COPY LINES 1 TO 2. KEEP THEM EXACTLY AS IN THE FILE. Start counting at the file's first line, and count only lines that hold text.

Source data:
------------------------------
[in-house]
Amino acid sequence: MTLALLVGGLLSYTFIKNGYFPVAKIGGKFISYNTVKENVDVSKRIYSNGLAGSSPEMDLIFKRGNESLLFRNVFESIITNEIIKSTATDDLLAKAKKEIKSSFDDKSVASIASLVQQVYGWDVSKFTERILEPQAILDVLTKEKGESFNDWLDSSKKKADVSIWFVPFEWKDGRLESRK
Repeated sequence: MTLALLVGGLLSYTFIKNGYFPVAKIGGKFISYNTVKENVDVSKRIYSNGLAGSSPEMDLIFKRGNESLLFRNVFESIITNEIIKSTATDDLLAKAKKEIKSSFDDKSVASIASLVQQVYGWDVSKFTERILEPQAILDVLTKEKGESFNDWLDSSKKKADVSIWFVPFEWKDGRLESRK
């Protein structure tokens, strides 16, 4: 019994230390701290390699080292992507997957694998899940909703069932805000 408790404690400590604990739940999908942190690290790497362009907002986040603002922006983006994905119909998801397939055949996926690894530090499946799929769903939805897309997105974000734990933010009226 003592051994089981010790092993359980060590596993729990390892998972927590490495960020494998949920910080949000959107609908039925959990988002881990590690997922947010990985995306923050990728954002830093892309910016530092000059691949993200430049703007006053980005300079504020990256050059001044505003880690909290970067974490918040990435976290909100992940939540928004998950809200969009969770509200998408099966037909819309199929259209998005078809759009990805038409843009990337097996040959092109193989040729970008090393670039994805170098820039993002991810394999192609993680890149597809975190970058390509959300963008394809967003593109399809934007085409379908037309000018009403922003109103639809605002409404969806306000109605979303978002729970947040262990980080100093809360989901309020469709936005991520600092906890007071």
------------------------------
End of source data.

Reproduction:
[in-house]
Amino acid sequence: MTLALLVGGLLSYTFIKNGYFPVAKIGGKFISYNTVKENVDVSKRIYSNGLAGSSPEMDLIFKRGNESLLFRNVFESIITNEIIKSTATDDLLAKAKKEIKSSFDDKSVASIASLVQQVYGWDVSKFTERILEPQAILDVLTKEKGESFNDWLDSSKKKADVSIWFVPFEWKDGRLESRK